Remember, while it’s nice to know the trends, it’s more important that you have the final say-so to your landscape or hardscape design. Some trends change each year, but less maintenance and better design are definitely in for the long haul.
Do you need a certified landscape and hardscape designer? Then, look no farther than River Valley Landscapes. For more information about their design services, call them at 1-800-455-8666 or fill out their contact form at

Preparing for the Holidays

Preparing for the holidays doesn’t have to be stressful.  Take this time to walk around your property cutting greens.  Greens will enhance any fireplace mantle, window sill, center piece or even window boxes.  Here is a window box I put together last week.

A Beautiful Window Box for the Christmas Season

A Beautiful Window Box for the Christmas Season

3 Simple Holiday Tips:

  1. Take extra cutting to ensure a great selection
  2. Look for different textures and colors (don’t be afraid of the bold)
  3. Don’t be afraid to add some deciduous plants such as:  winterberry holly or redtwig dogwood

Now go and enjoy the holiday season.


the right designer

Choosing the right landscape designer can mean big savings. It has always puzzled me why some people would pay one company to design their project only to send it out for bids. I guess I know why. People think they are then comparing apples to apples and will get a better price. This can be true to some extent, but all too often they are not comparing apples to apples.
We have a project going on right now that our client called me just to say how impressed he was with our staff and particularly Andy our mason.  Andy was scribing a piece of flagstone around a boulder.  His craftsmanship really impressed our client, but not another mason on the job site. Our client said the other mason ,representing another company, stopped to watch what Andy was doing. The other mason just shook his head and said that is what mortar is for. I told my client those are the details that are not in specs when pricing out a project. We assume those details while many other companies assume the short cut.
I refuse to believe most people just want the lowest price. I believe people want to be treated fairly while getting the most value for their investment. …………

Looking to do a home improvement project?

Buyer beware! This was suppose to be the final clean.

Looking to do a home improvement project?

Spring is a popular time of the year for home improvement projects in south central PA.  I don’t want to discourage anyone from doing a home improvement project, but do your homework.  My parents like many people in the Lancaster, York, and Harrisburg area had a lot of White Pine damage this winter.  You would think I would have a great referral for an arborist, but I don’t.  If you had a great experience with any, here is your chance to give them a plug.  I would love to have someone to refer this type of work.  When they told me the price, I thought wow how can they do it for that price.  I should have asked what they are going to do for that price.  The picture above was taken after their final clean up. 

 After a phone call, they did say they will be back to finish cleaning up when they are in the area.  We all have stories like this or know someone that has experienced something like this.  So how does a consumer know what to look for in a contractor?  Here are 5 simple tips.

                5 Tips to find a landscape contractor in Lancaster, York and Harrisburg:

  • Get references from friends and neighbors (the contractor’s reference are handpicked)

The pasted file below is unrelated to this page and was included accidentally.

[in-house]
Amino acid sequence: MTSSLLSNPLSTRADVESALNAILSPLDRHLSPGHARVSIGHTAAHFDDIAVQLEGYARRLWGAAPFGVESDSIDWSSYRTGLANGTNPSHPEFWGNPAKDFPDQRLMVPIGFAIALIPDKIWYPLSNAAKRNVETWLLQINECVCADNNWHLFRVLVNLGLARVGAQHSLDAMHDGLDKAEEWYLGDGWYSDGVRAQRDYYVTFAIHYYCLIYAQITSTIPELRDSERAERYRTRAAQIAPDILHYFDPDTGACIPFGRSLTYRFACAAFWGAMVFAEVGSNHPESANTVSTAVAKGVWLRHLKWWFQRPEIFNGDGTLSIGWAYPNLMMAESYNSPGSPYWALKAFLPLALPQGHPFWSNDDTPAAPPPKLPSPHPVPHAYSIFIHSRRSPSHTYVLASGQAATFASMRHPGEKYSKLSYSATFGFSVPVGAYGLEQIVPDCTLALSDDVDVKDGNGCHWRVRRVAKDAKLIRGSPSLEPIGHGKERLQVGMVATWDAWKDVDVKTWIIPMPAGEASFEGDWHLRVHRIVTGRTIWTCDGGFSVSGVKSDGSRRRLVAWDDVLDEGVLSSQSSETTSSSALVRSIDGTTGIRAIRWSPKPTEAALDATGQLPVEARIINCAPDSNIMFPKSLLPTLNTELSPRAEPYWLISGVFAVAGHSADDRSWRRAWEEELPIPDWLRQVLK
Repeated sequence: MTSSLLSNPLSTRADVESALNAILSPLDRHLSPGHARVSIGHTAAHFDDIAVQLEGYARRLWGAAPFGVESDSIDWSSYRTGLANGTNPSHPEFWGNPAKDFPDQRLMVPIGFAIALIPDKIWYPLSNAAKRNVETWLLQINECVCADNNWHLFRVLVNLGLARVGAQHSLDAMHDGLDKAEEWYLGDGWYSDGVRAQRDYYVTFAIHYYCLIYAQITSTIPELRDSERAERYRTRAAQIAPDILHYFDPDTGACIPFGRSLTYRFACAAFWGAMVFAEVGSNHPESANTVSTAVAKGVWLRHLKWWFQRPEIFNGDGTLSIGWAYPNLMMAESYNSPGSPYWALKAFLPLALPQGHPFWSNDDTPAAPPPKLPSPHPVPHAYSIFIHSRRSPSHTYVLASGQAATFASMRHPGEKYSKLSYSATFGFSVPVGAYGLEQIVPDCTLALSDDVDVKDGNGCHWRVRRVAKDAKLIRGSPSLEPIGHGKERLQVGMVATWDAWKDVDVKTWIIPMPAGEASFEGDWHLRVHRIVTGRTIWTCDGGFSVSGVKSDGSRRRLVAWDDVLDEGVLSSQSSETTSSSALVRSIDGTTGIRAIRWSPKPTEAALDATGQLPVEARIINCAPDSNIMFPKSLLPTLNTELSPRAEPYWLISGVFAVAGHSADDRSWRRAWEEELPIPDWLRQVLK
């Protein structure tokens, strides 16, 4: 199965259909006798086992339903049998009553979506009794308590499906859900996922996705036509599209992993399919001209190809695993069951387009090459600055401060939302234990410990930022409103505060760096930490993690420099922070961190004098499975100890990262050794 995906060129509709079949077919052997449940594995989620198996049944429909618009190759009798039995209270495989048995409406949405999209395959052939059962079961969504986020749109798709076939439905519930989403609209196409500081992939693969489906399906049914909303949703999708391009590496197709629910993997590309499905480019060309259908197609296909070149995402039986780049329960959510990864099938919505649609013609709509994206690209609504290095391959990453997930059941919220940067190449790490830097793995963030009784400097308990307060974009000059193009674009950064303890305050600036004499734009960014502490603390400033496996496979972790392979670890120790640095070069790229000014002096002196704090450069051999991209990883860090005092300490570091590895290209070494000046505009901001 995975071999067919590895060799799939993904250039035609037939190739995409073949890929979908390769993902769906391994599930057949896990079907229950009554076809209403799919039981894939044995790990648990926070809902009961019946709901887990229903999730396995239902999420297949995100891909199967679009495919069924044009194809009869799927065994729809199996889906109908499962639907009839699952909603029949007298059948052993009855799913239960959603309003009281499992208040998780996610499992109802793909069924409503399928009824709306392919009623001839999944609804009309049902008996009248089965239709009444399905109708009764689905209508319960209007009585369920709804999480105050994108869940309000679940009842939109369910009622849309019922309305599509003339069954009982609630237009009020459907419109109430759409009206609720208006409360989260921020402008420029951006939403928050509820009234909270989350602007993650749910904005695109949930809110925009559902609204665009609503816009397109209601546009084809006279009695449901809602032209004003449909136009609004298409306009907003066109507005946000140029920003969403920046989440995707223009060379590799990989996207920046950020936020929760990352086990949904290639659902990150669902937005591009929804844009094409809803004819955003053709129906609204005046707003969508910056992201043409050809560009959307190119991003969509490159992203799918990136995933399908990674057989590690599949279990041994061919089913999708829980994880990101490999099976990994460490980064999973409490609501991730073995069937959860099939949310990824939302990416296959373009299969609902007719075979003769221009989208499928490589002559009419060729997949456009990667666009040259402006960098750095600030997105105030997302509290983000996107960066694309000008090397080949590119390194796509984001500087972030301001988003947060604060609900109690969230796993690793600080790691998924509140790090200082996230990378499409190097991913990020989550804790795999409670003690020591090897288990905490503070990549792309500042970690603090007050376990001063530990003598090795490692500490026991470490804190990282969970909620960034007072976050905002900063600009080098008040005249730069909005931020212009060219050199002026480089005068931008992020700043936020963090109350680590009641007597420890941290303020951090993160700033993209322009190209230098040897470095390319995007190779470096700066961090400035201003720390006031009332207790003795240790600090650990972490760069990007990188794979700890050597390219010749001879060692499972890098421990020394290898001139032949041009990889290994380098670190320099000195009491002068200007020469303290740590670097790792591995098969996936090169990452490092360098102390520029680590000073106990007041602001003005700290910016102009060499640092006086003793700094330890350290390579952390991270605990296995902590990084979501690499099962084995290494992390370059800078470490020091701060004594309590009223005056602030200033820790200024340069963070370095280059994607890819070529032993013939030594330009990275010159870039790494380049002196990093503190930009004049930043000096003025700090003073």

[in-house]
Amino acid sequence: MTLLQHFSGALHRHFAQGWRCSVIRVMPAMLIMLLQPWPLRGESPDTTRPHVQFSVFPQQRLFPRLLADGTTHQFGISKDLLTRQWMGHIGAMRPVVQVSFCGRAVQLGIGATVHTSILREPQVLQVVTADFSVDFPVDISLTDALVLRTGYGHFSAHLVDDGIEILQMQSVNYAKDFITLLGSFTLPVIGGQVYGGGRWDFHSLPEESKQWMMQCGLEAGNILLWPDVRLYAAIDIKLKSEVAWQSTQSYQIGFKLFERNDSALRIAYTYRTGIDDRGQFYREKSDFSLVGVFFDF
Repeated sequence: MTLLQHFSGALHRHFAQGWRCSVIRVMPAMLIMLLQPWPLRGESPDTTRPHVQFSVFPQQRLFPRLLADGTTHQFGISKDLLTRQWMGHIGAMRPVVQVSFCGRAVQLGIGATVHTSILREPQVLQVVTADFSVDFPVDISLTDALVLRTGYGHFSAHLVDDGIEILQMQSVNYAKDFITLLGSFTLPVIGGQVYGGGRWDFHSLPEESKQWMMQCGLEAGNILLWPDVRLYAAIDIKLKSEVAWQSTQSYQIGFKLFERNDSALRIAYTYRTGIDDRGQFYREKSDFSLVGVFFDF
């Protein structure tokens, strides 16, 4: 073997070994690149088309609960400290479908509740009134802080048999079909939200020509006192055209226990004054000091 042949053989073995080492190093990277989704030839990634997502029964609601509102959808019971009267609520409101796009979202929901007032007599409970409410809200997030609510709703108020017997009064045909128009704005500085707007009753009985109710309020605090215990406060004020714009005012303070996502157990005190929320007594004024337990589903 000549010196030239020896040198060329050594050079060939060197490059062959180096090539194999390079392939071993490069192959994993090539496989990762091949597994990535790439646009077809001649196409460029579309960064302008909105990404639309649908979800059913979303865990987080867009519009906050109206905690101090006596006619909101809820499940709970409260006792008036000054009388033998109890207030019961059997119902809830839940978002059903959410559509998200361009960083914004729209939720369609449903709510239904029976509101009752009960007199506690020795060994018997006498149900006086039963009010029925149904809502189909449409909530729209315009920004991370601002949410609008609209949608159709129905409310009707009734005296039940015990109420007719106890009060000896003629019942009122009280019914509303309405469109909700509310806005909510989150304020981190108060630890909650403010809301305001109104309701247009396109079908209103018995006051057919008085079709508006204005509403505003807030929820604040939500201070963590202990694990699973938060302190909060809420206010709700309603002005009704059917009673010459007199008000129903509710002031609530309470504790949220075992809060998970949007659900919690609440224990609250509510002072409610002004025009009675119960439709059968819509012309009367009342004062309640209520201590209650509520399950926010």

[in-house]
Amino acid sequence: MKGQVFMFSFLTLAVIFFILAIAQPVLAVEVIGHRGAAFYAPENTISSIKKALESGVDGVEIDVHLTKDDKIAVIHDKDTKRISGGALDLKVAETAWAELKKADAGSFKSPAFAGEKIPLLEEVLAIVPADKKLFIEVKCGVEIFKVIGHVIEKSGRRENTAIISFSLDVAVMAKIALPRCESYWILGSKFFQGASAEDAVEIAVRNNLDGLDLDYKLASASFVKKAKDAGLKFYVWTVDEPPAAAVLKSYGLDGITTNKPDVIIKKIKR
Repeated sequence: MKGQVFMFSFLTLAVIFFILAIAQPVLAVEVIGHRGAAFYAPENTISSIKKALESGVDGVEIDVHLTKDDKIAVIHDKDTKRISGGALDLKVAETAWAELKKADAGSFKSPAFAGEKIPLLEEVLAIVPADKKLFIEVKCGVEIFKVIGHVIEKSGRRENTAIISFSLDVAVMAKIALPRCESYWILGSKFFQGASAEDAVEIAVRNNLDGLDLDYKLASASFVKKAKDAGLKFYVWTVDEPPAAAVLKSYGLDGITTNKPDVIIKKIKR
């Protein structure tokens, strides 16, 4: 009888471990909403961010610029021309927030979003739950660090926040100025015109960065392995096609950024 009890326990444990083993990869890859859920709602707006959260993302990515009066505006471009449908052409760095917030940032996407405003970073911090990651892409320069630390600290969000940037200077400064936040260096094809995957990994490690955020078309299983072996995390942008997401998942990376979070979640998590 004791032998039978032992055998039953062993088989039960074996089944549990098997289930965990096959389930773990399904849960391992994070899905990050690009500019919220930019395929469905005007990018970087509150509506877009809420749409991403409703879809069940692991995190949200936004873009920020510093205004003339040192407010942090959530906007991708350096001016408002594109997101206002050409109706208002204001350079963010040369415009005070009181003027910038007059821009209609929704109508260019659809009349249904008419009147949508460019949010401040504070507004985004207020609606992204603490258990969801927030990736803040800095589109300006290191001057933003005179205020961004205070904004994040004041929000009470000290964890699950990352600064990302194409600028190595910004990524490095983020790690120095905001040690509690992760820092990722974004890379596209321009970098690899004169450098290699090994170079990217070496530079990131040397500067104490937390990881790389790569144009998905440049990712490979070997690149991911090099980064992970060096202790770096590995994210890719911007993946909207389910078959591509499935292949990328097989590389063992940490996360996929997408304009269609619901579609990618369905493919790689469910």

• Do your research (check industry association, related vendors, their website, blog, or Facebook.)
  •  Look for thorough designs and proposals (the clearer everything is up front, the less likely there will be any misunderstandings)
  • Before signing, ask yourself “Did they listen to you?” (a company can’t deliver if they don’t know what you need)
  • Visit similar type or scale projects (this is the best way to see if the company can handle your project and if you approve their quality)


I know these 5 tips don’t guarantee a smooth project, but I think they can help.  Let me know you how your last home improvement project went.  Good or Bad.  What is your next scheduled project?  Spring is coming soon…

What plant is “Not as easy as it looks”?

Mature Weeping Japanese Maple

What plant is “Not as easy as it looks”?

I’m talking about some plants look absolutely beautiful, but hard to use in design.  Acer palmatum, commonly known as the Weeping Japanese Maple is one of those types of plants.  I guess this is only true if you are designing for your landscape to look better over time. 

Weeping Japanese Maples look totally different in their first 5-10 years than they do 20 years out.   This plant looks so small and cute when it is young.  Because it has such a beautiful texture and color, it is often planted next to houses, walkways and patios.  People fail to image what this plant will look like as it matures.  There is nothing more disappointing to me than to cut down a plant just as it is starting to mature.

You may be saying Thanks Brad, so how do I design with a Weeping Japanese Maple?  I love them.  Assuming you have the right culture for this plant, I would image this plant 10’-15’ wide and tall.  I know they can get taller and wider, but this should be adequate.  I would not place any permanent plantings that would infringe in that space for at least 15 years.  That will leave you with a very large space between the Weeping Japanese Maple and the surrounding plant materials.  I often fill these spaces with temporary plants (3-5 years), easy to transplant or less expensive plants.  Some of my favorite choices would include: 

Grasses like Pennisetum sp. – Dwarf Fountain Grass; Perennialslike Amsonia hubrichtii – Blue Star or Calamintha nepeta ‘White Cloud’; Shrubslike Butterfly Bush or Deutzia gracilis ‘Nikko’.  I also like to fill the space with groundcovers like Cerastium tomentosum – Snow-in-Summer, Vinca minor – Myrtle.